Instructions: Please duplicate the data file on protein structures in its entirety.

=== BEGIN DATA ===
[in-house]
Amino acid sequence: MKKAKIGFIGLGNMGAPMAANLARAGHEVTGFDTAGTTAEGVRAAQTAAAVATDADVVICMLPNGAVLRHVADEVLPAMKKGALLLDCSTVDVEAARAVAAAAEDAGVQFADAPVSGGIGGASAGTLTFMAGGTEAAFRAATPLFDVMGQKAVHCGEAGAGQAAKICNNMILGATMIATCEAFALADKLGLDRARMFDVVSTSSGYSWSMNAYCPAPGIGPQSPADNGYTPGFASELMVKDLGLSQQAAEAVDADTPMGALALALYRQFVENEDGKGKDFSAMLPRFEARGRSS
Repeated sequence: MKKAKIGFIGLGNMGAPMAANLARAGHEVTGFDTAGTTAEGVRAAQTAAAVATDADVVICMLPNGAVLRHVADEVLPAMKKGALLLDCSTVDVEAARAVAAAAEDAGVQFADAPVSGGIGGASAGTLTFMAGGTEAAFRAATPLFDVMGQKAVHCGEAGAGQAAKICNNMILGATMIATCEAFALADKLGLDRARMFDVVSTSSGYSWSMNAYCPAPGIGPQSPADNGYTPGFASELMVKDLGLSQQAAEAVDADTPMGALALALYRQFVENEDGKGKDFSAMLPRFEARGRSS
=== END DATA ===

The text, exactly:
[in-house]
Amino acid sequence: MKKAKIGFIGLGNMGAPMAANLARAGHEVTGFDTAGTTAEGVRAAQTAAAVATDADVVICMLPNGAVLRHVADEVLPAMKKGALLLDCSTVDVEAARAVAAAAEDAGVQFADAPVSGGIGGASAGTLTFMAGGTEAAFRAATPLFDVMGQKAVHCGEAGAGQAAKICNNMILGATMIATCEAFALADKLGLDRARMFDVVSTSSGYSWSMNAYCPAPGIGPQSPADNGYTPGFASELMVKDLGLSQQAAEAVDADTPMGALALALYRQFVENEDGKGKDFSAMLPRFEARGRSS
Repeated sequence: MKKAKIGFIGLGNMGAPMAANLARAGHEVTGFDTAGTTAEGVRAAQTAAAVATDADVVICMLPNGAVLRHVADEVLPAMKKGALLLDCSTVDVEAARAVAAAAEDAGVQFADAPVSGGIGGASAGTLTFMAGGTEAAFRAATPLFDVMGQKAVHCGEAGAGQAAKICNNMILGATMIATCEAFALADKLGLDRARMFDVVSTSSGYSWSMNAYCPAPGIGPQSPADNGYTPGFASELMVKDLGLSQQAAEAVDADTPMGALALALYRQFVENEDGKGKDFSAMLPRFEARGRSS